A tale of tails: how histone tails mediate chromatin compaction in different salt and linker histone environments.

Published

Journal Article

To elucidate the role of the histone tails in chromatin compaction and in higher-order folding of chromatin under physiological conditions, we extend a mesoscale model of chromatin (Arya, Zhang, and Schlick. Biophys. J. 2006, 91, 133; Arya and Schlick. Proc. Natl. Acad. Sci. U.S.A. 2006, 103, 16236) to account for divalent cations (Mg(2+)) and linker histones. Configurations of 24-nucleosome oligonucleosomes in different salt environments and in the presence and absence of linker histones are sampled by a mixture of local and global Monte Carlo methods. Analyses of the resulting ensembles reveal a dynamic synergism between the histone tails, linker histones, and ions in forming compact higher-order structures of chromatin. In the presence of monovalent salt alone, oligonucleosomes remain relatively unfolded, and the histone tails do not mediate many internucleosomal interactions. Upon the addition of linker histones and divalent cations, the oligonucleosomes undergo a significant compaction triggered by a dramatic increase in the internucleosomal interactions mediated by the histone tails, formation of a rigid linker DNA "stem" around the linker histones' C-terminal domains, and reduction in the electrostatic repulsion between linker DNAs via sharp bending in some linker DNAs caused by the divalent cations. Among all histone tails, the H4 tails mediate the most internucleosomal interactions, consistent with experimental observations, followed by the H3, H2A, and H2B tails in decreasing order. Apart from mediating internucleosomal interactions, the H3 tails also contribute to chromatin compaction by attaching to the entering and exiting linker DNA to screen electrotatic repulsion among the linker DNAs. This tendency of the H3 tails to attach to linker DNA, however, decreases significantly upon the addition of linker histones due to competition effects. The H2A and H2B tails do not mediate significant internucleosomal interactions but are important for mediating fiber/fiber intractions, especially in relatively unfolded chromatin in monovalent salt environments.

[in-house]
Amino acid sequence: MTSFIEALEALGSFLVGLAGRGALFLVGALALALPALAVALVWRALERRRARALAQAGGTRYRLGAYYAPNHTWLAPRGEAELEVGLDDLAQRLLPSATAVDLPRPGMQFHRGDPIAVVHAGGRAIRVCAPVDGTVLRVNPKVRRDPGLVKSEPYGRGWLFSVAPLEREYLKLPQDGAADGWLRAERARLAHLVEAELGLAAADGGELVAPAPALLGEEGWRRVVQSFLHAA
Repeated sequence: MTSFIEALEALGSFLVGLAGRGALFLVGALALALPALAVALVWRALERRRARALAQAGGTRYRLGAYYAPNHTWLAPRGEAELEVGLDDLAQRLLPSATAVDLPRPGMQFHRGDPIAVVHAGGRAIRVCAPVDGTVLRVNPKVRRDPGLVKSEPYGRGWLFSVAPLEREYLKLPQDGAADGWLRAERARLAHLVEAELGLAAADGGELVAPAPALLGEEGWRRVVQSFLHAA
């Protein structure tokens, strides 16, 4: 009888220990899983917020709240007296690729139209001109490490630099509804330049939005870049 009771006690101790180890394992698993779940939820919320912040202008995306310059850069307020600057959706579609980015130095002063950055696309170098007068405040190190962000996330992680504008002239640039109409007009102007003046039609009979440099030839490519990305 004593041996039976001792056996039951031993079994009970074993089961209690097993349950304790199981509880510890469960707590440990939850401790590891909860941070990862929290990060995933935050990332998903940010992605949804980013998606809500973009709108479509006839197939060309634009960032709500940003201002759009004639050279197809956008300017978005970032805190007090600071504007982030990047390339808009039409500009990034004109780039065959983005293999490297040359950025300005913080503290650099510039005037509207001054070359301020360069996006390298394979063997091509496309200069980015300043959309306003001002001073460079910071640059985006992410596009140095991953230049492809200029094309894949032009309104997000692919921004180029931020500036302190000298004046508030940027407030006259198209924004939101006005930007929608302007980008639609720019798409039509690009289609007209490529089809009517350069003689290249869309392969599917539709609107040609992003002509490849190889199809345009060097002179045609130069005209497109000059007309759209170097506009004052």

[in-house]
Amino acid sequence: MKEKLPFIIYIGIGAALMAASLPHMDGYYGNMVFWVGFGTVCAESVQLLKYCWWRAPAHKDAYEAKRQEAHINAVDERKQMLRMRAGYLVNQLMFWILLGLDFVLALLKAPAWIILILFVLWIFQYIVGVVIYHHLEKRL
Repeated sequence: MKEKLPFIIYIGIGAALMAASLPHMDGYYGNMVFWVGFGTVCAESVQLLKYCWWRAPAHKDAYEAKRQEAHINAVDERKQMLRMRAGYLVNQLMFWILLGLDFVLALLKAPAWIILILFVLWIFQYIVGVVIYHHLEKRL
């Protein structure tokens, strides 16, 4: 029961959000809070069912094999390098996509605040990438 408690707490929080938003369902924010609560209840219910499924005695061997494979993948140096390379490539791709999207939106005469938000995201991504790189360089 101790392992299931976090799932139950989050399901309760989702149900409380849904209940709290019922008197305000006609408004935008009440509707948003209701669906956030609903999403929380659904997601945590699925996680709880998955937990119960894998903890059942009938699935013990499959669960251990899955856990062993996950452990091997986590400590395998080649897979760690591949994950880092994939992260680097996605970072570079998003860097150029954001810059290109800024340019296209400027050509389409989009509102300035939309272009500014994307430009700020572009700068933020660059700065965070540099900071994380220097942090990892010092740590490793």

Full Text

Duke Authors

Cited Authors

  • Arya, G; Schlick, T

Published Date

  • April 2009

Published In

Volume / Issue

  • 113 / 16

Start / End Page

  • 4045 - 4059

PubMed ID

  • 19298048

Pubmed Central ID

  • 19298048

Electronic International Standard Serial Number (EISSN)

  • 1520-5215

International Standard Serial Number (ISSN)

  • 1089-5639

Digital Object Identifier (DOI)

  • 10.1021/jp810375d

Language

  • eng